The term “bad feminist” serves as a frame for this collection of Roxane Gay’s essays. The collection begins and ends with a reflection of what feminism means in the US in the 21st century (in 2014, so before the Weinstein scandal broke out). Gay writes
“I was called a feminist, and what I heard was “You are an angry, sex-hating, man-hating lady person”
Many of us have had the experience of being called a feminist and it being meant as insult. Equally, a lot of us have a fear of the other side of the barricade – can you really be a feminist and read the Vogue? How can you be a feminist and listen to rap music which objectifies women?
Gay’s take is funny and self-deprecating – but it is also wise.
“I embrace the label of bad feminist because I am human. I am messy… I am just trying—trying to support what I believe in…. trying to makes some noise with my writing while also being myself: a woman who loves pink and likes to get freaky and sometimes dances her ass off to music she knows, she knows is terrible for women and who sometimes plays dumb with repairmen because it’s just easier to let them feel macho than it is to stand on the moral high ground.”
Her writing style is clear and unpretentious. She has that lovely “classic American writing style” that makes you feel as if you were listening to a flowing conversation. I read the whole book in two sittings.
It would be wrong to give you the idea that feminism is the overwhelming subject of this essay collection – it is rather a returning theme that appears from time to tim.
The book features Gay’s reviews of contemporary cultural phenomena: HBO’s Girls , E.L. James’s Fifty Shades of Grey, the Hunger Games, Django and the Help. This is why it was difficult to get a copy of this book in a bookshop such as Blackwells or Waterstones in the UK – I had to buy it off Amazon. I worry the booksellers suspect it has dated. I don’t really think that’s the case – unless of course you are too young to remember 2014, in which case – sorry…
Gay’s reviews are not anything like the attempting-to-be objective reviews I used to write for the newspapers (perhaps this is why I’m not writing reviews anymore). They are very much akin to personal essays. In fact this collection contains a fair share of more straightforwardly personal essays too. One of my favourites is “Typical First Year Professor” which describes the acute pains of the first year of Gay’s teaching in a small town in the middle of a cornfield. I also loved another essay describing Gay’s passion for Scrabble. By the time I’d read both, I added Gay’s autobiography, Hunger¸ to my reading list.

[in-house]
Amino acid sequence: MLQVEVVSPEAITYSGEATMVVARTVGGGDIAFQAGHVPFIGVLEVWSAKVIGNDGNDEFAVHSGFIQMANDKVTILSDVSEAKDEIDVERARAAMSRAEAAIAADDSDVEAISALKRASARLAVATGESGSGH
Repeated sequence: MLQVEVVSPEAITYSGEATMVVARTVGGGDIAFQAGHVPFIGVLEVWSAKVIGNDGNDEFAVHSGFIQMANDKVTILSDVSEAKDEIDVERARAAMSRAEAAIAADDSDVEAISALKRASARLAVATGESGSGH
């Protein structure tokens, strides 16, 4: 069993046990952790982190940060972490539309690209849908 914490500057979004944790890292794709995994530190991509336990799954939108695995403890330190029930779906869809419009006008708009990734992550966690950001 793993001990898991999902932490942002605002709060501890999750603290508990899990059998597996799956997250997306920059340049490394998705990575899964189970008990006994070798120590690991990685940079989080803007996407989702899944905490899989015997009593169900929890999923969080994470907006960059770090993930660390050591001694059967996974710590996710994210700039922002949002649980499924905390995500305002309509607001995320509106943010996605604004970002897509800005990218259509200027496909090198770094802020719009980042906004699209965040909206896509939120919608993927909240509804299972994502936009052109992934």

Gay’s essays often explore the racial and gender prejudices prevalent in the United States. Most of the issues she discusses are even more of a problem now. Take women’s rights and the attacks on Planned Parenthood. Take the structural racism. Take the excessive police violence against black men. It is almost depressing to think of how these issues have escalated rather than disappeared.
For me, Gay’s essays offered a new point ofview. The only reviews of Django I had read were positive. I enjoyed it. I thought it was a revenge fantasy of sorts. But I never looked at it from Gay’s perspective. The black women portrayed in Django have little to say for themselves- and arguably only one is of structural importance to the plot. And even then she functions rather as the princess to be saved than a character in her own right.
On the other hand, Gay was incredibly enthusiastic about the Hunger Games, in a way that has made me think I should actually go and ready the books, not just settle on the movie. The movie was fine but one of my main concern was Katniss’s cat, a secondary character to say the least. I found the film version of Katniss herself idealized a little too much for my taste.
You don’t always have to agree with Gay says – but she’s okay with it. She herself says she does not want to be put on a pedestal. Her essays make you think about things. Their magic lies in the fact that they do it with such ease that it is often impossible to take the book down.